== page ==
Barrel-aged sour beers are the only thing you’ll find at Shady Oak.

Images by Nat & Cody Photography Team

Images by Nat & Cody Photography Team

Hanging out at the Shady Oak Barrel House is like that classic scene from The
Goonies, when Sean Astin tries to convince his friends to stay down in the pirate cave—to choose adventure and unpredictability over the known world above. “Up there, it’s their time!” he declares. “Down here, it’s our time.” It could be the stacks of old-looking wooden barrels that give the place a pirate ship vibe. Or maybe it’s the musty, funky, fruity smell of wild yeast running free. Whatever it is, head brewer and owner Steve Doty has got something unusual going on with his exclusive focus on the art of sour, barrel-aged farmhouse ales.

The larger beer world is taking notice. Earlier this year, Doty, 34, was named one of the 10 best brewers in the world by RateBeer. Not bad for a guy who works out of a humble Santa Rosa warehouse off Piner Road, among beer-filled barrels with nary an ounce of stainless steel in site. Yet this isn’t a brewery, mind you. It’s a barrel house. Doty is clear on that distinction. Here, an active community of microflora takes center stage.

“Sour is a separate microcosm with its own set of rules,” says Doty, a wiry blonde wearing a black Sante Adairius Rustic Ales T-shirt. The rules are much faster and looser than they are with the standard beers.”

A Long History

Sour beers existed for centuries before arriving in the United States. Without the ability to keep equipment

Images of Shady Oak Barrel House, and owner Steve Doty at work brewing beer.

Images by Nat & Cody Photography Team

clean and sterile, European brewers were always at the mercy of the wild yeasts and bacteria in the surrounding environment. The resulting beers, known as lambics, were acidic with a distinctive tart, layered character. Inspired by an ancient tradition and legendary Belgian breweries like Cantillon, American brewers started experimenting with sour beers a few years ago, often with poor results. But that’s changing, according to Doty. He points to Jester King Brewery in Texas and The Rare Barrel in Berkeley as breweries that are creating innovative, barrel-aged sour beers.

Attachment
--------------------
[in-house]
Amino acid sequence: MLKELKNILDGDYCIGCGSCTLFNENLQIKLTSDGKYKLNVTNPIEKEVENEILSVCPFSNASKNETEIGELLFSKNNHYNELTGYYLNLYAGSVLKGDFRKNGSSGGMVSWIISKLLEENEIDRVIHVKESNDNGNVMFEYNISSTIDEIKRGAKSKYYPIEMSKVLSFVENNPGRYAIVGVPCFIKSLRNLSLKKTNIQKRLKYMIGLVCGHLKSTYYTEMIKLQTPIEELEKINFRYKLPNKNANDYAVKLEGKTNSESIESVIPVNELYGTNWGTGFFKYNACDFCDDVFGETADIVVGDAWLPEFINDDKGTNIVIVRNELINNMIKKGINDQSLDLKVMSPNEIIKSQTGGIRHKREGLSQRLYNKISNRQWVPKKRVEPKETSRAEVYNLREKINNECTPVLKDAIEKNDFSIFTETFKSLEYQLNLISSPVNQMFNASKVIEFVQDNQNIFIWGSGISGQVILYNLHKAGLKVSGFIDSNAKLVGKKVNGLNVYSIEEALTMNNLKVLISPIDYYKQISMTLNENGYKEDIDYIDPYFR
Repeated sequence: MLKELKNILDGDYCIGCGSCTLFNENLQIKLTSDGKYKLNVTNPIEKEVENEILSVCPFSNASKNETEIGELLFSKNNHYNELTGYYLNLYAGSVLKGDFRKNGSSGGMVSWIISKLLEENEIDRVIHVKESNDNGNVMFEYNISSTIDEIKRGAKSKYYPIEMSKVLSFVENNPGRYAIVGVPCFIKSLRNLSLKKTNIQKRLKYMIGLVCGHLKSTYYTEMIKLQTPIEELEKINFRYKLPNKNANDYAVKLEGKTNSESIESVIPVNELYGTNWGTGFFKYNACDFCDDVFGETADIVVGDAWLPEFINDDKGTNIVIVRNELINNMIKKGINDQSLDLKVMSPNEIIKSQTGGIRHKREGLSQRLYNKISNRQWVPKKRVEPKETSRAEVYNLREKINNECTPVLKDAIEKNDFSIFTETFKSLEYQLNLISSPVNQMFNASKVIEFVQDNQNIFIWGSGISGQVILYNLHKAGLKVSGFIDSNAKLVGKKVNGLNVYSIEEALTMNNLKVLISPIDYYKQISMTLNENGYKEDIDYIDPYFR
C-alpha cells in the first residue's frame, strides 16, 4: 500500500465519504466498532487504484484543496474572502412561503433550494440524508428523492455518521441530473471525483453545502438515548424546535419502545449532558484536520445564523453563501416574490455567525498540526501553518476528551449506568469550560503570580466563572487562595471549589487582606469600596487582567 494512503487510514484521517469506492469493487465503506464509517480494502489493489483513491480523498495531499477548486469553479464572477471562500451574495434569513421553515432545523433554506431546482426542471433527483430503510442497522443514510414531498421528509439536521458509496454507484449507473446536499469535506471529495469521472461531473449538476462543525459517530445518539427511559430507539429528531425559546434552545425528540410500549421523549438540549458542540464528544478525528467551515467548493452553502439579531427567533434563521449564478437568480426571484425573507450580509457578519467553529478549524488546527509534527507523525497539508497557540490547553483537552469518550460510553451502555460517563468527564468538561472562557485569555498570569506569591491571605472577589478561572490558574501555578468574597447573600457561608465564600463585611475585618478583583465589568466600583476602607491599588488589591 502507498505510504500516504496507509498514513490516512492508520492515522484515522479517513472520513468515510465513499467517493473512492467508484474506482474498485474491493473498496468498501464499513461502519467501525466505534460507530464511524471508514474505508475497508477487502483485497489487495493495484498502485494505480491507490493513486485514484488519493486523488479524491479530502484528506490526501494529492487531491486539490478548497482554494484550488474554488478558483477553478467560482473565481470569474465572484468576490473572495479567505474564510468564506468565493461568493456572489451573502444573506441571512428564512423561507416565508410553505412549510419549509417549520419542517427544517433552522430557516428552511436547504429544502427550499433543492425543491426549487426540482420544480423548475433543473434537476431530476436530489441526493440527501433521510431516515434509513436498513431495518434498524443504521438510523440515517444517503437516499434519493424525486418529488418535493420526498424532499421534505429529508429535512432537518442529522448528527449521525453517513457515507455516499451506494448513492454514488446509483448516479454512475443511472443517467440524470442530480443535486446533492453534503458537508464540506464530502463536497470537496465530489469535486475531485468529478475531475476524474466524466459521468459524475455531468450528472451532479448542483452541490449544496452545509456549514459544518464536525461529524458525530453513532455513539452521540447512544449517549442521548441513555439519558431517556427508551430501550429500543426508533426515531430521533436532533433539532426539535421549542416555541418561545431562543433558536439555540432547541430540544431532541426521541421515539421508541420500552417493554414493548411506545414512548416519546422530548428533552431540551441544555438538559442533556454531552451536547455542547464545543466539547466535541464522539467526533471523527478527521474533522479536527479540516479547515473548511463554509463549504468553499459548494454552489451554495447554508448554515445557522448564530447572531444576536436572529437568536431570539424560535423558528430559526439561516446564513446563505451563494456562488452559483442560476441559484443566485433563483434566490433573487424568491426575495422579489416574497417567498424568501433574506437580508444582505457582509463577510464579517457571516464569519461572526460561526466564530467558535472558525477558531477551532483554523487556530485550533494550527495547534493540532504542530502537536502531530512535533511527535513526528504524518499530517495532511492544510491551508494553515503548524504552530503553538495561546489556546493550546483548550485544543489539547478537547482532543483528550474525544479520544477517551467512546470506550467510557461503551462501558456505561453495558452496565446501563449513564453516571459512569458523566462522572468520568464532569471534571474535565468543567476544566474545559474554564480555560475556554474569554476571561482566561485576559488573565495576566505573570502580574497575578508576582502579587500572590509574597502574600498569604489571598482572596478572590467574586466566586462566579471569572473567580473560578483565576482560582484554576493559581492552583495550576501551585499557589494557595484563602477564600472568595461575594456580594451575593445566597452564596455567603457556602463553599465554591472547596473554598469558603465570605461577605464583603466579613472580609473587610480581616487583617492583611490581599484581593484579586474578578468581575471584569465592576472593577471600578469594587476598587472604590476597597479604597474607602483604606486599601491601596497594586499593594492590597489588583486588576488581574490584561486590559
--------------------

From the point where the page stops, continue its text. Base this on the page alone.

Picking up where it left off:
“I might get shot by a Belgian monk for saying this, but some of these breweries are doing a better job than those older European ones,” Doty says. “The way our culture is embracing the style, the experimentation, is the most fascinating thing in the world to me. I love what we’re doing with it.”

At Shady Oak, Doty brews farmhouse ales. This particular style came about when farmers made beer with whatever they had on hand, whether wheat, rye barley, juniper berries, evergreen boughs, or bolted coriander plants.

“A true farmhouse ale conveys a sense of origin; a great one, transcendence,” writes Phil Markowski in All About Beer. “You feel the rusticity, imagine the field and sense the unpredictability of the season—the liquid summation of terroir.

Doty isn’t the first to make sour, barrel-aged beers in Sonoma County. For years, Vinnie Cilurzo, head brewer at Russian River Brewing Company, has produced a trio of wine-inspired beers. Supplication is a brown ale aged for about a year with sour cherries and wild yeasts in pinot noir barrels from local Sonoma County wineries. Temptation, a blonde ale, is aged with wild yeasts for nine to 15 months in chardonnay barrels. Cilurzo must keep the production of these beers separated from the rest of the brewing facility to prevent contamination. (Doty doesn’t have this problem since he only makes beer with wild yeasts.)

Still, sour beer makers, in the North Bay at least, are a rare breed. Throw a stone in these parts and you’ll hit a local IPA. Throw a hundred stones and, if you’re lucky, you’ll hit a local barrel-aged sour. It’s a beer-making process that tends to scare people away. Some people (winemakers, abandon all hope ye who enter here) stay far away from brettanomyces, the wild yeast that grows on the skin of fruit, for the threat of off-flavors, a ruinous prospect for wine and most beers.

Not for Doty and his kind. “Wild yeast is in everything at the barrel house,” Doty says. “I can’t predict exactly what’s going to happen. One batch and every barrel will taste different. Brettanomyces add a barnyard or horse-blanket flavor, a whole range of aromatics and flavors. It makes the beer that much more interesting.”

Mad Scientist